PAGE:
After returning from Edinburgh, Ray accepted a request from his presbytery to survey the eastern suburbs of Rock Hill, SC, with the hope of founding a second ARP Church in the area. It was during this neighborhood surveying that Ray met Brenda Kay Taylor, who became his wife and the mother of his three children. The church Ray helped to organize became what is now known as Rogers Memorial ARP Church on Eden Terrace in Rock Hill, SC.
 
Having settled in Due West, SC with Brenda to teach at Erskine Seminary and raise their three children, Ray also served as Supply Pastor of Long Cane ARP and Troy ARP churches for 27 years. Ray was beloved by his students and parishioners, many of whom stayed in touch with and visited him throughout his life. Erskine College later showed its gratitude for his many years of “outstanding service, exemplary character, and Christian leadership” at Erskine Seminary, in the ARP Church, and in the Due West community by bestowing upon him the honorary degree of Doctor of Divinity on May 20, 2001. Ray retired in 2000 but continued to teach at Erskine Theological Seminary as an adjunct professor until 2004.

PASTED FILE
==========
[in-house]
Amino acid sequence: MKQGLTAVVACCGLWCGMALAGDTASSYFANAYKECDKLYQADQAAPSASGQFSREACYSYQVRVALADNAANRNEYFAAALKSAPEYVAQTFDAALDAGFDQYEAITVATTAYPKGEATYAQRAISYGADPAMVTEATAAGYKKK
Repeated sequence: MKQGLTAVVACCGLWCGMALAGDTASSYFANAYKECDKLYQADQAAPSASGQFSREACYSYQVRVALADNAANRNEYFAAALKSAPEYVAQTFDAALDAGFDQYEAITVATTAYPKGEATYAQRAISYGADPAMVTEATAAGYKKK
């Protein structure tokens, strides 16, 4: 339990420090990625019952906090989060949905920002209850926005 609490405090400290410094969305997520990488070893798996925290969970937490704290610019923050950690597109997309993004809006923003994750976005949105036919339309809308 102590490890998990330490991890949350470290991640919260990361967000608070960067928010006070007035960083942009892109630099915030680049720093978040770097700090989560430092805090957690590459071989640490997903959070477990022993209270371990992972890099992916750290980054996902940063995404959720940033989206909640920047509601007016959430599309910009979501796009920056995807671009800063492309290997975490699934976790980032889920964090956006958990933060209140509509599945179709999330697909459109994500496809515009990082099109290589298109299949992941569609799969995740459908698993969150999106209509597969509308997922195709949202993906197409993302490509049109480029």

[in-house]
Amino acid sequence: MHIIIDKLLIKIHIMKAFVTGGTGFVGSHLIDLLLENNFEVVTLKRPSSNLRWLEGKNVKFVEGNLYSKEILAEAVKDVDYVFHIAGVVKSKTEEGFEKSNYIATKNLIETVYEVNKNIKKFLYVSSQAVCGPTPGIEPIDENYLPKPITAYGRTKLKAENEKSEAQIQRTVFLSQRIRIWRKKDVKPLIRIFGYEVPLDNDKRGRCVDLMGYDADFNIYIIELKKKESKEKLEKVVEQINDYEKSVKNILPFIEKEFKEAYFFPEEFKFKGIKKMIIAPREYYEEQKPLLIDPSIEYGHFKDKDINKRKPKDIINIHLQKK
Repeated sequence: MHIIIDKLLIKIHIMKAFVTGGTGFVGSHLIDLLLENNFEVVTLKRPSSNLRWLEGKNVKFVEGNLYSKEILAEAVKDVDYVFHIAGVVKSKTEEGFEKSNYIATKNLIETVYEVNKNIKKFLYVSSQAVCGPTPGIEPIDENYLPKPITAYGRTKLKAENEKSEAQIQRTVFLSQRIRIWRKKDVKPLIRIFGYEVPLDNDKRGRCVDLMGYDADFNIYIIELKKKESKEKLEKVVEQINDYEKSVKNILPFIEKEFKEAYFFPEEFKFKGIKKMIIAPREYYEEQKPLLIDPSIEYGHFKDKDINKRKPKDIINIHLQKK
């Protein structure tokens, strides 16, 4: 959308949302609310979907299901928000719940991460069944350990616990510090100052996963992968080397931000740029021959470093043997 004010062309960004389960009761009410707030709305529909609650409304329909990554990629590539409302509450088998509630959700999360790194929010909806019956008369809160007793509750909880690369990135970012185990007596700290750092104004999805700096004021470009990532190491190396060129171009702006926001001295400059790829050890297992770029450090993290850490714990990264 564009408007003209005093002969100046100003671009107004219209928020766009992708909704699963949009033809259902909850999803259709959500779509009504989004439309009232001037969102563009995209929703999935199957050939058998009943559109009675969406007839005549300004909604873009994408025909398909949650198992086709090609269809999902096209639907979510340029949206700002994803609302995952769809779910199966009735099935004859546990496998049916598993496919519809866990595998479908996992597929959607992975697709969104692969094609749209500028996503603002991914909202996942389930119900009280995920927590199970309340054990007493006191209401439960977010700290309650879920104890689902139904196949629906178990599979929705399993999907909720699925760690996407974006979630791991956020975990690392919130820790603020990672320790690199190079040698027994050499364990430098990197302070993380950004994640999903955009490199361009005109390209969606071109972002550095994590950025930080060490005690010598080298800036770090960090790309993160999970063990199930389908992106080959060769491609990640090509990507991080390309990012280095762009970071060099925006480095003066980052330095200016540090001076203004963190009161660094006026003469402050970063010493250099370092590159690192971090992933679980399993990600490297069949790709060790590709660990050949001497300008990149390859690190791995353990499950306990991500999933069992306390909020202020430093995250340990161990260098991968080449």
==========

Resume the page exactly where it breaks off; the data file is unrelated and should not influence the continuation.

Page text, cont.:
Despite all the achievements and personal satisfaction of a rewarding professional life, Ray cherished his family and friends most. Strangers did not exist for Ray. Everyone was a potential friend, or at least someone to while away the time or connect with on some level. He liked to think he could help someone with a simple kind word or acknowledgment that they mattered. His favorite words were Dad, Papa King, Pa King, and Grandaddy. His children and grandchildren were his proudest achievements. And he loved his grand-dogs, offering a warm lap and a scratch behind the ear whenever possible.